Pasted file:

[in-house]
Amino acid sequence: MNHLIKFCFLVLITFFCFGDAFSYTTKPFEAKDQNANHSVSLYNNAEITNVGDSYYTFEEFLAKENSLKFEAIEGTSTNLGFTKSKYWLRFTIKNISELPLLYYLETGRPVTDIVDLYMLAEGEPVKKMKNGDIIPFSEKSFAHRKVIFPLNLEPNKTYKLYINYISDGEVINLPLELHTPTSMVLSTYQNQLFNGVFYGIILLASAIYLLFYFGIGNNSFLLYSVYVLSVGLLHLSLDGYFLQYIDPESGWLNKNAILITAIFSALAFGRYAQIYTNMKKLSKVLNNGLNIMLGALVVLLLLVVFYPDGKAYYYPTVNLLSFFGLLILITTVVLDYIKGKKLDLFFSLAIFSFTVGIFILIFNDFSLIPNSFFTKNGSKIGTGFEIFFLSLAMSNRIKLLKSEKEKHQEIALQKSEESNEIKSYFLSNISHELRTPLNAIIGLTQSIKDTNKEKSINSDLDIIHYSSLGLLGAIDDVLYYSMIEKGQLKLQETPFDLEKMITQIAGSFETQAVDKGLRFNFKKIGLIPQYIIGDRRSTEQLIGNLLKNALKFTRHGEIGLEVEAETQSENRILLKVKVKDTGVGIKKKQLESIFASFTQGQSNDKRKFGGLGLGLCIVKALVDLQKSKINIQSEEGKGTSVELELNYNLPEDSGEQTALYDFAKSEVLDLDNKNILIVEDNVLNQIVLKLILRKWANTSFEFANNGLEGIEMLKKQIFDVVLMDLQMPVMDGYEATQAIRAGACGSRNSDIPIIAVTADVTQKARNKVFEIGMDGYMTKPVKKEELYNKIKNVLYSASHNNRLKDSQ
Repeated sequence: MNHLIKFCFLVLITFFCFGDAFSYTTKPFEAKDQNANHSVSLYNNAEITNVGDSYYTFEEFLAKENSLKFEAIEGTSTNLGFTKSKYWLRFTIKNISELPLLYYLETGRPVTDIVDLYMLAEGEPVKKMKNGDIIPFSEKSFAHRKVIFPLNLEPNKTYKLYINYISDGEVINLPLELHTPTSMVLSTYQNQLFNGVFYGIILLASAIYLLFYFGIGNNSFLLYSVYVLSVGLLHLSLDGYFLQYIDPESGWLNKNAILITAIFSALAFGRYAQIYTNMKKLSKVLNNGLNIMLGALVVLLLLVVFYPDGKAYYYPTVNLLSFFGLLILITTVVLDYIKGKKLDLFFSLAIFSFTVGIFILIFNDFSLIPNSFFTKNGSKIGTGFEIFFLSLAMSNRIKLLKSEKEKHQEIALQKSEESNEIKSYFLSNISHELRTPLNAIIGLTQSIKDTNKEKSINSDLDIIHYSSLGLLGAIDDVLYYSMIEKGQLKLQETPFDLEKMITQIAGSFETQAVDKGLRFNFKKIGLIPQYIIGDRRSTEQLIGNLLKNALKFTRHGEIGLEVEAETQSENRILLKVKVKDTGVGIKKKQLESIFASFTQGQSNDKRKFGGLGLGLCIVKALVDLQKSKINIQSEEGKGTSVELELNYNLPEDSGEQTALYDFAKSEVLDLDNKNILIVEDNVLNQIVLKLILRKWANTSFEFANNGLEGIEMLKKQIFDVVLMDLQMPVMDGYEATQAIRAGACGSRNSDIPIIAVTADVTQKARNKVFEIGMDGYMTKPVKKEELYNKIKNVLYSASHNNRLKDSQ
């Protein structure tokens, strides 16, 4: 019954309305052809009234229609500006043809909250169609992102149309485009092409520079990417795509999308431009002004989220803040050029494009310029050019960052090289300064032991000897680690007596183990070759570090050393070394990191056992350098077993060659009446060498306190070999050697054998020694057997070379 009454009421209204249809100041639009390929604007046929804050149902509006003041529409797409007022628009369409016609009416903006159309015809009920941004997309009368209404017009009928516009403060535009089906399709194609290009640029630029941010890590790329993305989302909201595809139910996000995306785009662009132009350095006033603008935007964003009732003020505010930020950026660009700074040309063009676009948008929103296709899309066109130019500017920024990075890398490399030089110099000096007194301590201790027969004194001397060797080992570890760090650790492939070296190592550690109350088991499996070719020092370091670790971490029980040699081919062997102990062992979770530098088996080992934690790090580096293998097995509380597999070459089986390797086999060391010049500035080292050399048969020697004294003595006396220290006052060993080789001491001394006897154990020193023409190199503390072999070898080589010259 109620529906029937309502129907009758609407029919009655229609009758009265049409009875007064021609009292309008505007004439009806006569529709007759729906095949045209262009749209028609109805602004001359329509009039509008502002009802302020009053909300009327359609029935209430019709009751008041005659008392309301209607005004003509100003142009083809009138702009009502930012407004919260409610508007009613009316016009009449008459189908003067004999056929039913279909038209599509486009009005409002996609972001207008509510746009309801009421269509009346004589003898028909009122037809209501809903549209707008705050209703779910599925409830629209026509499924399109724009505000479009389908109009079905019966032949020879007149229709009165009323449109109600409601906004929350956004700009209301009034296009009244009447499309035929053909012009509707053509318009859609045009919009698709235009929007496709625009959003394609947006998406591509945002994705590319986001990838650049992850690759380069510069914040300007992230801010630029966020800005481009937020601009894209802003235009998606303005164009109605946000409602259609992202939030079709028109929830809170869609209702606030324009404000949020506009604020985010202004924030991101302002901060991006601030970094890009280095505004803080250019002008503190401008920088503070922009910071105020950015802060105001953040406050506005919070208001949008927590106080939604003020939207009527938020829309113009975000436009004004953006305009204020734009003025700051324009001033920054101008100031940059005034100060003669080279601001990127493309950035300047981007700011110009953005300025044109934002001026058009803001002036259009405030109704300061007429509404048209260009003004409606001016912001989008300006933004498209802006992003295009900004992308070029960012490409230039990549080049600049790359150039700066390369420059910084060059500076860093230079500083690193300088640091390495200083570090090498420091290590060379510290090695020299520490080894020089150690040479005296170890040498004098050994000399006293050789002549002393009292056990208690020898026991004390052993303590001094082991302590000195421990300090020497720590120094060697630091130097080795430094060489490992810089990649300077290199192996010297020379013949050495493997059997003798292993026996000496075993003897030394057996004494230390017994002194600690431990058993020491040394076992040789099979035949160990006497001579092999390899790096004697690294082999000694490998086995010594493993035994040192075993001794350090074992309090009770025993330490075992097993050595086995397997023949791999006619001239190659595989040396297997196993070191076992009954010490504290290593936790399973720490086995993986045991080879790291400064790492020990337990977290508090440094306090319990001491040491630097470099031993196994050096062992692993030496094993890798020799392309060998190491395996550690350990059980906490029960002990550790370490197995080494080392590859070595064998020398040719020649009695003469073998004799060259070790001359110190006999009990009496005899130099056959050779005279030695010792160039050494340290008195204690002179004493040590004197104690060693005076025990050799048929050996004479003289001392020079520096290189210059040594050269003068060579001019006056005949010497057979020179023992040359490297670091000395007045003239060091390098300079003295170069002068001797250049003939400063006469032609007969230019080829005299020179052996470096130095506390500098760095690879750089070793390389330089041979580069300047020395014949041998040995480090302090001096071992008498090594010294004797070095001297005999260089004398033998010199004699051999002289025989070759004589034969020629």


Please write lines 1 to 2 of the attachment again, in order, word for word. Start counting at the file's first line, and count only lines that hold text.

[in-house]
Amino acid sequence: MNHLIKFCFLVLITFFCFGDAFSYTTKPFEAKDQNANHSVSLYNNAEITNVGDSYYTFEEFLAKENSLKFEAIEGTSTNLGFTKSKYWLRFTIKNISELPLLYYLETGRPVTDIVDLYMLAEGEPVKKMKNGDIIPFSEKSFAHRKVIFPLNLEPNKTYKLYINYISDGEVINLPLELHTPTSMVLSTYQNQLFNGVFYGIILLASAIYLLFYFGIGNNSFLLYSVYVLSVGLLHLSLDGYFLQYIDPESGWLNKNAILITAIFSALAFGRYAQIYTNMKKLSKVLNNGLNIMLGALVVLLLLVVFYPDGKAYYYPTVNLLSFFGLLILITTVVLDYIKGKKLDLFFSLAIFSFTVGIFILIFNDFSLIPNSFFTKNGSKIGTGFEIFFLSLAMSNRIKLLKSEKEKHQEIALQKSEESNEIKSYFLSNISHELRTPLNAIIGLTQSIKDTNKEKSINSDLDIIHYSSLGLLGAIDDVLYYSMIEKGQLKLQETPFDLEKMITQIAGSFETQAVDKGLRFNFKKIGLIPQYIIGDRRSTEQLIGNLLKNALKFTRHGEIGLEVEAETQSENRILLKVKVKDTGVGIKKKQLESIFASFTQGQSNDKRKFGGLGLGLCIVKALVDLQKSKINIQSEEGKGTSVELELNYNLPEDSGEQTALYDFAKSEVLDLDNKNILIVEDNVLNQIVLKLILRKWANTSFEFANNGLEGIEMLKKQIFDVVLMDLQMPVMDGYEATQAIRAGACGSRNSDIPIIAVTADVTQKARNKVFEIGMDGYMTKPVKKEELYNKIKNVLYSASHNNRLKDSQ